How Understanding Cause & Effect Can Change Your Life
You already understand cause and effect.
It’s a simple concept: you knock the glass off the table, it shatters on the floor. You knocked over the glass; now you have a mess to clean up.
That’s it, right?
On the simplest level, that’s it.
And yet millions of people persist in living every day as if these same laws did not apply to the rest of their lives: to their relationships, to their businesses, to their families.
This causes a lot of misunderstanding and suffering.
Grasping the totality of causality changes your life. It allows you to fashion your life into exactly what you’ve dreamed.
Not overnight, and not effortlessly, but eventually — and with certainty.
This is what I’d like to share with you today.
If you give trial to the ideas presented here — and I urge you not to discount them without giving it a fair trial for yourself — you’ll discover what I discovered: our lives are ruled by a system of cause and effect that is logical and completely at our disposal to create the types of experiences we want to have.
Understanding the laws of cause and effect allows to change our lives. Ignorance about the laws of cause and effect prevent us from getting what we want & need.
Shall we begin?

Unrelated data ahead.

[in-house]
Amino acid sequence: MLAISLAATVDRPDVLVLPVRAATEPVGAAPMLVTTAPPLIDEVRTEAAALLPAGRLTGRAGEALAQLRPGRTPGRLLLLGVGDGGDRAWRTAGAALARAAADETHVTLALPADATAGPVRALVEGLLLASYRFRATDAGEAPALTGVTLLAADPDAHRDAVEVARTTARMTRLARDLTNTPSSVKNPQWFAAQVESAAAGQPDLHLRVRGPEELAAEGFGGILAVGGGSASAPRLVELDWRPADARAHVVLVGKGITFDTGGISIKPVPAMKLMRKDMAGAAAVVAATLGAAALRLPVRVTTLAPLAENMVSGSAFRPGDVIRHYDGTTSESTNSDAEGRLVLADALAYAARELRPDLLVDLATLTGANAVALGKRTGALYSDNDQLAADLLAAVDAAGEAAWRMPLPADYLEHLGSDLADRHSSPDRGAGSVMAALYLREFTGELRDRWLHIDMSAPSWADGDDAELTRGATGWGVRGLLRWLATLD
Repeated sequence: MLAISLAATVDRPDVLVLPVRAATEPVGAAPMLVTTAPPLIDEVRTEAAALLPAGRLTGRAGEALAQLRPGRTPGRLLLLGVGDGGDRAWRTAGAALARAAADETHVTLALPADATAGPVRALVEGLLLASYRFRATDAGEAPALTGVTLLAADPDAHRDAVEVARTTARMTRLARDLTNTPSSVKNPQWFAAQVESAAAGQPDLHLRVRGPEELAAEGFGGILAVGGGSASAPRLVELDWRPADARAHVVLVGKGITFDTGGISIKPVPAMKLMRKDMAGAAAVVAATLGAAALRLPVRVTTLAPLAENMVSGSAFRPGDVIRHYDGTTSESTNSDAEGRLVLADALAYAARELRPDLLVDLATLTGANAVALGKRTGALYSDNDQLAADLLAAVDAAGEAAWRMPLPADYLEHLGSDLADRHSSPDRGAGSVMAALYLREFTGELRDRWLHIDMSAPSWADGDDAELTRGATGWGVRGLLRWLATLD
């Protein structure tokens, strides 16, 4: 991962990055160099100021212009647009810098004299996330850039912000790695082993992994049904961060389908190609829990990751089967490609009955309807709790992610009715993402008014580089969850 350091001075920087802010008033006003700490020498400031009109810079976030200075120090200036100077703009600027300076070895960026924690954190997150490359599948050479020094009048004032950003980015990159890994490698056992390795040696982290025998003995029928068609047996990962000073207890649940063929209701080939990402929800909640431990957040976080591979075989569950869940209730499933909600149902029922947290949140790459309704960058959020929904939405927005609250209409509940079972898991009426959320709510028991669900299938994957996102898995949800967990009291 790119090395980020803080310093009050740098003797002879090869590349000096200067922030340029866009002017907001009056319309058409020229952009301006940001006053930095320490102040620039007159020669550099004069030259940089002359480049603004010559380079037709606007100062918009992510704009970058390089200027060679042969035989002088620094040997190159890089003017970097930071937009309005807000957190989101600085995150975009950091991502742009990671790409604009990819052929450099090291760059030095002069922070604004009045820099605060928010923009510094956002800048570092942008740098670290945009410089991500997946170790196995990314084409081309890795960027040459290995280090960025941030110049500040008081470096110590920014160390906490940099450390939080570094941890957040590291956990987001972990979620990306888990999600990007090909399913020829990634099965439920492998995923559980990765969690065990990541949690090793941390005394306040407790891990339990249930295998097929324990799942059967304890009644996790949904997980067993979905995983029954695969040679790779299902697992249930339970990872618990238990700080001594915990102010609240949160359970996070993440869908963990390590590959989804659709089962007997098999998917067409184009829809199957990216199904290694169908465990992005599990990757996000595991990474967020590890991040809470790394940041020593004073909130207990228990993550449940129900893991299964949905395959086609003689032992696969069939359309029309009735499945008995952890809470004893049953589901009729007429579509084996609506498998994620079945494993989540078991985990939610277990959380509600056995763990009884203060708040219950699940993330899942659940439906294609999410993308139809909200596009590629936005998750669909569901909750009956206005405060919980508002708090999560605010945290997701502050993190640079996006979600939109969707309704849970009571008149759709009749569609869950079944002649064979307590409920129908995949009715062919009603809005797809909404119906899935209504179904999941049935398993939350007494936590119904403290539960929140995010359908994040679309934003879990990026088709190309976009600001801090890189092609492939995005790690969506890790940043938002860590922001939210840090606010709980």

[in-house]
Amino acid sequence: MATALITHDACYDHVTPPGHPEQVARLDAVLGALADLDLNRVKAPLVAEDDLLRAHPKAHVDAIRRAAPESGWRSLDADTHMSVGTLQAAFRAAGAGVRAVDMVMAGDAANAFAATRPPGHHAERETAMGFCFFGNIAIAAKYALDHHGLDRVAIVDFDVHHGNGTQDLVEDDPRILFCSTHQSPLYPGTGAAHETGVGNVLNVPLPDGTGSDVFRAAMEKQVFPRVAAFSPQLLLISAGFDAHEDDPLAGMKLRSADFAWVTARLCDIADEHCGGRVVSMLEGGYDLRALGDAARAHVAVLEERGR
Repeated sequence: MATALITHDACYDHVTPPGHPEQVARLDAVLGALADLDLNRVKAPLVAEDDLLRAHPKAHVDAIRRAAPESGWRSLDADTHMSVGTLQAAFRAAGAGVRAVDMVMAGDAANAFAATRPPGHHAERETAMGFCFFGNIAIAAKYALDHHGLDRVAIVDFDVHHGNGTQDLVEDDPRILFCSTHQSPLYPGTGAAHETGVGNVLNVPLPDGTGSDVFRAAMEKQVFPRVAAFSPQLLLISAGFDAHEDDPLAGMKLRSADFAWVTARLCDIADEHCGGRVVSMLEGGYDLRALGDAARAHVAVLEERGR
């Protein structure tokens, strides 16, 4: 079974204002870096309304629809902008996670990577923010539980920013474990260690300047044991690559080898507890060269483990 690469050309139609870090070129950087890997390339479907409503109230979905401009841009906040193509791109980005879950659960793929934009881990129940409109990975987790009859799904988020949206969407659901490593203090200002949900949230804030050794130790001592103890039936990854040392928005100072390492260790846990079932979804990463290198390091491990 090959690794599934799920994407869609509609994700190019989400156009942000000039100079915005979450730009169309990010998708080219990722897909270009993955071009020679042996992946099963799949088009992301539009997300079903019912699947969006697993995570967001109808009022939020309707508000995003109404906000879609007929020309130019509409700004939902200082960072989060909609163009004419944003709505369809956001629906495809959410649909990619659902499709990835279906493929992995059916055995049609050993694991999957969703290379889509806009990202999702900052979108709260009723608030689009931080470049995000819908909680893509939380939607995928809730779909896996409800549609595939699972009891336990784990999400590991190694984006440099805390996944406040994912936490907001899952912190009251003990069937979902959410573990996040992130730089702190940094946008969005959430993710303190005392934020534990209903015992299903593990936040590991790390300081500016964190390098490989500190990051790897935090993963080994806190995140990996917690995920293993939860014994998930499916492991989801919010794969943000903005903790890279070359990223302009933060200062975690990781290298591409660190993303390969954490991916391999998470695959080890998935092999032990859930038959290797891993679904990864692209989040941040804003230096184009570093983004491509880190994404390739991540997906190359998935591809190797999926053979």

Why is my boss yelling at me?
One of the Buddhist concepts that I find most fruitful is the concept of the sankhara (sanskara in Hindu), which means roughly “imprints left in the subconscious mind by the experience of living.”
In Buddhism one is taught that all our reactions to all the things that happen to us — anger at getting cut off in traffic, delight at getting a promotion, even aversions to itches we have in the middle of the night — create these sankharas, and these are what later arise into the conscious mind to act as a lens through which we perceive reality.
These sankharas are just like the seeds of the banyan tree.
The seeds of the banyan tree are small, and yet from them grows the huge baryon, which may live for hundreds of years.
The tree produces fruit — thousands of pieces fruit over the course of each season.
And what is inside each of these thousand pieces of fruit? More seeds.
So, from a single seed (thought) come thousands upon thousands more seeds (thoughts) of the same type — from which spring the potential to grow thousands upon thousands more trees. (Deep-rooted, long-lived trees, mind you.)
I have read that the Buddhists believe that we plant sixty-five of these sankhara seeds per second.
That amounts to 234,000 seeds planted every hour, or 39 million seeds planted every week, or 2 billion seeds per year.
Think about that for a minute. (During which time 3,900 seeds will be planted. . .)
By now you are starting to get an idea of what’s at stake. What all this amounts to is that we are always mentally gardening for the future, whether we are intending to do so or not.
Now you know why the Buddhists place such a great emphasis on “right thought” and “right action” and “right speech” and all the rest! Everything, absolutely everything, is going into the soil of our subconscious mind, and we shall reap as we sow!
Not because of an authoritarian sky-god who is keeping track on stone tablets, but because of the laws of Nature, the law of Cause and Effect.
So why is your boss yelling at you?